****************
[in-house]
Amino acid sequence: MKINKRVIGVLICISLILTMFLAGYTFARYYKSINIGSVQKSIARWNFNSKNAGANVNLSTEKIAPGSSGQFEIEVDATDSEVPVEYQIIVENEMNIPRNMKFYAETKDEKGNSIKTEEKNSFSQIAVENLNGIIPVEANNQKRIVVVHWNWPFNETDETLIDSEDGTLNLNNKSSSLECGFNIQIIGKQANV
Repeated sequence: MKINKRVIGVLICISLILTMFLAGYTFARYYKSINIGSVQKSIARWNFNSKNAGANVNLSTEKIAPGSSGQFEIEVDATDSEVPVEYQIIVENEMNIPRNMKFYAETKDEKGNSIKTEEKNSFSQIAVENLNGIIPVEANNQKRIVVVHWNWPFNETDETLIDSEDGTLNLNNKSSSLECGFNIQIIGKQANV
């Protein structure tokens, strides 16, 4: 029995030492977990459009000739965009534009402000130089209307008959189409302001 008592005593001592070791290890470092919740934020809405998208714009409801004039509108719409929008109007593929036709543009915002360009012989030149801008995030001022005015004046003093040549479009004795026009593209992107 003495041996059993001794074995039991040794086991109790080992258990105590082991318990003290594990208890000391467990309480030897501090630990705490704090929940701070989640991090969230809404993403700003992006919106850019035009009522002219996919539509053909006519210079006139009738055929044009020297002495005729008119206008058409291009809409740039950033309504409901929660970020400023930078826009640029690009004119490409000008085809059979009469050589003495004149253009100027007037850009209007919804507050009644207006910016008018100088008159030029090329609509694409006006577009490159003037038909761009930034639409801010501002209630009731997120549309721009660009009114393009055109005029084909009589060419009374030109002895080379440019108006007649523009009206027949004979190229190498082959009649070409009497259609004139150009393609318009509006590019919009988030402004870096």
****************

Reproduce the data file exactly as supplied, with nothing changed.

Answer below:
[in-house]
Amino acid sequence: MKINKRVIGVLICISLILTMFLAGYTFARYYKSINIGSVQKSIARWNFNSKNAGANVNLSTEKIAPGSSGQFEIEVDATDSEVPVEYQIIVENEMNIPRNMKFYAETKDEKGNSIKTEEKNSFSQIAVENLNGIIPVEANNQKRIVVVHWNWPFNETDETLIDSEDGTLNLNNKSSSLECGFNIQIIGKQANV
Repeated sequence: MKINKRVIGVLICISLILTMFLAGYTFARYYKSINIGSVQKSIARWNFNSKNAGANVNLSTEKIAPGSSGQFEIEVDATDSEVPVEYQIIVENEMNIPRNMKFYAETKDEKGNSIKTEEKNSFSQIAVENLNGIIPVEANNQKRIVVVHWNWPFNETDETLIDSEDGTLNLNNKSSSLECGFNIQIIGKQANV
């Protein structure tokens, strides 16, 4: 029995030492977990459009000739965009534009402000130089209307008959189409302001 008592005593001592070791290890470092919740934020809405998208714009409801004039509108719409929008109007593929036709543009915002360009012989030149801008995030001022005015004046003093040549479009004795026009593209992107 003495041996059993001794074995039991040794086991109790080992258990105590082991318990003290594990208890000391467990309480030897501090630990705490704090929940701070989640991090969230809404993403700003992006919106850019035009009522002219996919539509053909006519210079006139009738055929044009020297002495005729008119206008058409291009809409740039950033309504409901929660970020400023930078826009640029690009004119490409000008085809059979009469050589003495004149253009100027007037850009209007919804507050009644207006910016008018100088008159030029090329609509694409006006577009490159003037038909761009930034639409801010501002209630009731997120549309721009660009009114393009055109005029084909009589060419009374030109002895080379440019108006007649523009009206027949004979190229190498082959009649070409009497259609004139150009393609318009509006590019919009988030402004870096």